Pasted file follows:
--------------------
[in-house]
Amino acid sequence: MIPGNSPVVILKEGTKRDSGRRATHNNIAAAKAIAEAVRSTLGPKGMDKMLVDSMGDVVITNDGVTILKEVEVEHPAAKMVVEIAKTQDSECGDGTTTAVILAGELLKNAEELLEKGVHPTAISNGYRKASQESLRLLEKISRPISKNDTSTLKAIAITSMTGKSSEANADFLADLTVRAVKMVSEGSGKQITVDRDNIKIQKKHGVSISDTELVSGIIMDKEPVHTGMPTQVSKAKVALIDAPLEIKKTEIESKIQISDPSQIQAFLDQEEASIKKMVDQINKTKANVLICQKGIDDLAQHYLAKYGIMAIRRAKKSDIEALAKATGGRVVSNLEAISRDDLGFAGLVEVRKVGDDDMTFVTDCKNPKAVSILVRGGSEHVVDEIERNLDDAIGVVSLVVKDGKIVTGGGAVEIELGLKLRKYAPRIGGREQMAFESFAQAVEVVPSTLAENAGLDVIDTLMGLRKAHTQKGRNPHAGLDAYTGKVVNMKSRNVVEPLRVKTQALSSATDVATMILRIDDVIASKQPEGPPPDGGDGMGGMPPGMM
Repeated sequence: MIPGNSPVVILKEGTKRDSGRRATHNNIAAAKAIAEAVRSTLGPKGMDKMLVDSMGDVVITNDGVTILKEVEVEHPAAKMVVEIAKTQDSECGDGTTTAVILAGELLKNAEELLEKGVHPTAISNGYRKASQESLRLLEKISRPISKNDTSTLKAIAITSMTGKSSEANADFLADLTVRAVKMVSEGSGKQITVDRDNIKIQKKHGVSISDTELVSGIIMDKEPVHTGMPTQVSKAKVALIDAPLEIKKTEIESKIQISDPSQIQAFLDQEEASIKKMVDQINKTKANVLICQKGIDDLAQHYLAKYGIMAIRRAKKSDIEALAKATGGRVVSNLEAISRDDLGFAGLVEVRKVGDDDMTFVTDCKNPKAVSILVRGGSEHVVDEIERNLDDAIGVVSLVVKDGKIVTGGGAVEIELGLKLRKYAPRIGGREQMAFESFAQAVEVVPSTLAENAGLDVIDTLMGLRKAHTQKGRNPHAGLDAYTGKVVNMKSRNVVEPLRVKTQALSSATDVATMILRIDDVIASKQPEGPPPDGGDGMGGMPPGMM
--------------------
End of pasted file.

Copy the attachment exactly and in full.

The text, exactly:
[in-house]
Amino acid sequence: MIPGNSPVVILKEGTKRDSGRRATHNNIAAAKAIAEAVRSTLGPKGMDKMLVDSMGDVVITNDGVTILKEVEVEHPAAKMVVEIAKTQDSECGDGTTTAVILAGELLKNAEELLEKGVHPTAISNGYRKASQESLRLLEKISRPISKNDTSTLKAIAITSMTGKSSEANADFLADLTVRAVKMVSEGSGKQITVDRDNIKIQKKHGVSISDTELVSGIIMDKEPVHTGMPTQVSKAKVALIDAPLEIKKTEIESKIQISDPSQIQAFLDQEEASIKKMVDQINKTKANVLICQKGIDDLAQHYLAKYGIMAIRRAKKSDIEALAKATGGRVVSNLEAISRDDLGFAGLVEVRKVGDDDMTFVTDCKNPKAVSILVRGGSEHVVDEIERNLDDAIGVVSLVVKDGKIVTGGGAVEIELGLKLRKYAPRIGGREQMAFESFAQAVEVVPSTLAENAGLDVIDTLMGLRKAHTQKGRNPHAGLDAYTGKVVNMKSRNVVEPLRVKTQALSSATDVATMILRIDDVIASKQPEGPPPDGGDGMGGMPPGMM
Repeated sequence: MIPGNSPVVILKEGTKRDSGRRATHNNIAAAKAIAEAVRSTLGPKGMDKMLVDSMGDVVITNDGVTILKEVEVEHPAAKMVVEIAKTQDSECGDGTTTAVILAGELLKNAEELLEKGVHPTAISNGYRKASQESLRLLEKISRPISKNDTSTLKAIAITSMTGKSSEANADFLADLTVRAVKMVSEGSGKQITVDRDNIKIQKKHGVSISDTELVSGIIMDKEPVHTGMPTQVSKAKVALIDAPLEIKKTEIESKIQISDPSQIQAFLDQEEASIKKMVDQINKTKANVLICQKGIDDLAQHYLAKYGIMAIRRAKKSDIEALAKATGGRVVSNLEAISRDDLGFAGLVEVRKVGDDDMTFVTDCKNPKAVSILVRGGSEHVVDEIERNLDDAIGVVSLVVKDGKIVTGGGAVEIELGLKLRKYAPRIGGREQMAFESFAQAVEVVPSTLAENAGLDVIDTLMGLRKAHTQKGRNPHAGLDAYTGKVVNMKSRNVVEPLRVKTQALSSATDVATMILRIDDVIASKQPEGPPPDGGDGMGGMPPGMM